Dec 22 2008

Happy Healthy Holidays with this Eggnog Recipe

Published by at 7:34 am under Beverages,Recipes,Republished

eggnogI have always wondered what is and why we drink Eggnog at Christmas.  It is one of those must-haves that completes the immersion of the holiday season experience and yet even all the minds that contribute to Wikipedia, that grand democratic repository of knowledge is unable to provide a definitive answer.  How strange that such a powerfully entrenched traditional food beverage has no clear source.

The History of Eggnog (from Wikipedia)

“The origins, etymology, and even the ingredients used to make the original eggnog drink are debated. Eggnog, or a very similar drink, may have originated in East Anglia, England, though it may also have been developed from posset (a medieval European beverage made with hot milk). An article by Nanna Rögnvaldsdóttir, an Icelandic food expert, states that the drink adopted the nog part of its name from the word noggin, a Middle English phrase used to describe a small, wooden, carved mug used to serve alcohol. Another name for this British drink was Egg Flip. Yet another story is that the term derived from the name egg-and-grog, a common Colonial term used to describe rum. Eventually the term was shortened to egg’n’grog, then eggnog.

The ingredients for the drink were too expensive and uncommon for the lower classes, but it was popular among the aristocracy. “You have to remember, the average Londoner rarely saw a glass of milk”, says author and historian James Humes (To Humes It May Concern, July 1997). “There was no refrigeration, and the farms belonged to the big estates. Those who could get milk and eggs to make eggnog mixed it with brandy or Madeira or even sherry.”

The drink crossed the Atlantic to the English colonies during the 18th century. Since brandy and wine were heavily taxed, rum from the Triangular Trade with the Caribbean was a cost-effective substitute. The inexpensive liquor coupled with plentiful farm and dairy products helped the drink become very popular in America.”

Traditionally, eggnog adults also add a dash of rum to their eggnog.  Here is one of the best recipes we found for this mysterious and essential holiday beverage:

A Healthy Eggnog Recipe
By Hans Dekker

When it is holiday time, only one drink comes to mind: eggnog.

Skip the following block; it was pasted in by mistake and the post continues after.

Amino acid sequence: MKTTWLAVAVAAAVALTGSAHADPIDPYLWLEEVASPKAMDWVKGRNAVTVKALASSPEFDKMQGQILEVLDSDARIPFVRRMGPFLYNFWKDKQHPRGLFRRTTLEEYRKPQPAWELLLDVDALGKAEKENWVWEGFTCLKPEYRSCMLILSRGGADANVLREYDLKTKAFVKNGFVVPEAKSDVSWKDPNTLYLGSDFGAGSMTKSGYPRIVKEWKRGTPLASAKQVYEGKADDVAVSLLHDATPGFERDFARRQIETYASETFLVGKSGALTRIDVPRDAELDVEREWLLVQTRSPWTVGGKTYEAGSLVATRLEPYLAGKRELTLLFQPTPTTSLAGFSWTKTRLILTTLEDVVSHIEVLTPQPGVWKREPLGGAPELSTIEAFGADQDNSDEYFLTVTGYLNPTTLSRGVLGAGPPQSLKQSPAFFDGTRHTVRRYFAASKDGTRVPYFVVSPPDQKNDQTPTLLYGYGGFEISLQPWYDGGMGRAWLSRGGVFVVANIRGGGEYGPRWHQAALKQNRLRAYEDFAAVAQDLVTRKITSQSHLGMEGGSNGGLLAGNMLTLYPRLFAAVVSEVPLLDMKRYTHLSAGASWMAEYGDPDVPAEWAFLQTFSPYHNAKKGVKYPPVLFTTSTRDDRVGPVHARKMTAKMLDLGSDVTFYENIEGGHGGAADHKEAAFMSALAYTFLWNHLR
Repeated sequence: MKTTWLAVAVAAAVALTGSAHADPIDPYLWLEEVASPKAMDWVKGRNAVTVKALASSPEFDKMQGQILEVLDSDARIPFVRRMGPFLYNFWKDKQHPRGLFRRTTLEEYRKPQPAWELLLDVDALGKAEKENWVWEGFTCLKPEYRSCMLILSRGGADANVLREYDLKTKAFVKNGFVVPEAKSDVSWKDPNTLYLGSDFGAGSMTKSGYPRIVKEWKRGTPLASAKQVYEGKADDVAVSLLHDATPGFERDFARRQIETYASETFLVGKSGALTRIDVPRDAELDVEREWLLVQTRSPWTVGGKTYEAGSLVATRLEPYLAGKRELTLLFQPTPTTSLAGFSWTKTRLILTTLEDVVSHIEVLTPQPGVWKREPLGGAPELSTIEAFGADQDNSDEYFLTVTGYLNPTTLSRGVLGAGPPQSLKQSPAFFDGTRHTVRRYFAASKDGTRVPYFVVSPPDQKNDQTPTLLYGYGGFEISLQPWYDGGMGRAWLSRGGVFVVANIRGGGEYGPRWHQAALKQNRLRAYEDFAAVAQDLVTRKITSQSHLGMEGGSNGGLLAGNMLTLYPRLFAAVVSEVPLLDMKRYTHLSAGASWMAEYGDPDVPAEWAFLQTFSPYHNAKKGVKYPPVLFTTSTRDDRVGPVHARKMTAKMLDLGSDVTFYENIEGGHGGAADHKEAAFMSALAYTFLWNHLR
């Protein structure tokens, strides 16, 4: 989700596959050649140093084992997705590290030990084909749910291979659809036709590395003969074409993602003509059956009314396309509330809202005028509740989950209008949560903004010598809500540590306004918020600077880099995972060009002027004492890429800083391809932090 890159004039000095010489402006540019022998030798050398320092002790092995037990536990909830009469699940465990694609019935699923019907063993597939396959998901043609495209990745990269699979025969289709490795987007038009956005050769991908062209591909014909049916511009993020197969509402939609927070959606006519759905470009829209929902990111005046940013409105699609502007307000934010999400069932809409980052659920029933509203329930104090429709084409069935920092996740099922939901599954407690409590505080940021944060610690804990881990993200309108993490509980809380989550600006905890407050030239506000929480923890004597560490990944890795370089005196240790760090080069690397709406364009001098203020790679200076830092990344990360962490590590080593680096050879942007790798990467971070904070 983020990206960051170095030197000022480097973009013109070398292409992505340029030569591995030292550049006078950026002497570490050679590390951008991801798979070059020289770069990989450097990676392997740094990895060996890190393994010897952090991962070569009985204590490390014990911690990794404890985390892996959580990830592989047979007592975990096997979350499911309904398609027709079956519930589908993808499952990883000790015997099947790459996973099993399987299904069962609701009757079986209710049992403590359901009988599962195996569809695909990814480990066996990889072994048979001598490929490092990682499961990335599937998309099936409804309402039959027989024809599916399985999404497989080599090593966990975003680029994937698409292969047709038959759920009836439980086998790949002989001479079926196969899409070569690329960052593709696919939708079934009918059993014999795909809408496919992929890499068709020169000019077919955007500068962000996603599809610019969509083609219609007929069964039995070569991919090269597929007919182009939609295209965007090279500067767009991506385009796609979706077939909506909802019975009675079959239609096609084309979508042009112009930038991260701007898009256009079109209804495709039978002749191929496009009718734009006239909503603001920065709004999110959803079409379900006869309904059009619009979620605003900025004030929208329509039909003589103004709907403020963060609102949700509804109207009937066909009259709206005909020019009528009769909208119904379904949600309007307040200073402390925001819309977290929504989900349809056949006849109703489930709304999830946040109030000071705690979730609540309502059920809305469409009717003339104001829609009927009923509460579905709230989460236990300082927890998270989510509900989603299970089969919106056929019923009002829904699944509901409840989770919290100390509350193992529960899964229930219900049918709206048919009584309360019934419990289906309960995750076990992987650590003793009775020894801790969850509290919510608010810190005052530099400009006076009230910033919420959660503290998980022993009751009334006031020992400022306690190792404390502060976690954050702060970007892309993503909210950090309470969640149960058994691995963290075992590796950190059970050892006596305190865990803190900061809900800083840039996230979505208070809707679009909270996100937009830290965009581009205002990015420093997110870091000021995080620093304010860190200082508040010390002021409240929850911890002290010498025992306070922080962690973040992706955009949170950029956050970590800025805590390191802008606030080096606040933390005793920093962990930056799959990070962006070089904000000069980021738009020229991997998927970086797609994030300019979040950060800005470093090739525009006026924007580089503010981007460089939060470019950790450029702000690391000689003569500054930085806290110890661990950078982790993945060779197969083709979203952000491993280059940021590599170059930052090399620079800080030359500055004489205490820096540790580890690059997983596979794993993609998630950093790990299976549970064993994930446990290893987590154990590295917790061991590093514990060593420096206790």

This healthy drink recipe is delicious and it uses soymilk instead of whole milk. It gets a completely new flavor and color with the addition of peppermint oil.

A drink fills up your tummy just before you hit the sack. Serve it warm and you will be on your way to sleepy town.

Now you can dream away while Santa does his magic.


  • 4 eggs, separated
  • 2 cups soymilk
  • 1 cup granulated white sugar
  • 2 tbsp. vanilla extract
  • 2 cups heavy cream
  • 1 tbsp. peppermint oil
  • 1 tsp. ground nutmeg
  • 1 tsp. ground cinnamon
  • 1 tsp. pumpkin spice

To Make:

First, take your 4 eggs and put the egg whites into a bowl and the egg yolks into a bowl.

Put a half a cup of white sugar into each egg bowl. Beat each egg bowl slightly.

Add the heavy cream gradually to the egg whites. Keep whipping this mixture. Add vanilla to this egg bowl. Now in one medium sized bowl, combine both of the egg mixtures.

Slowly add the soymilk. Continue stirring while you are adding the milk. Eggnog would not be complete without using some ground nutmeg. This recipe adds it right into the mix and not just as a garnish on top.

This recipe also uses more spices than just traditional nutmeg. Now add ground cinnamon and pumpkin spice to the mixing bowl. Keep whipping the eggnog. Now time for a special addition to ordinary eggnog.

Add one tablespoon of peppermint oil. This gives regular eggnog more of a Christmas flavor.

Chill your eggnog in the refrigerator before serving. After it has chilled, pour the eggnog into a holiday punch bowl. Add a dash of ground nutmeg on top and a dollop of fat free whip cream before serving a glass to one your guests.

EDITOR’S NOTE: It is very important to heat to a full 175 degrees to kill any bacteria that might be in the eggs.

Hans is author of the healthy recipes section of

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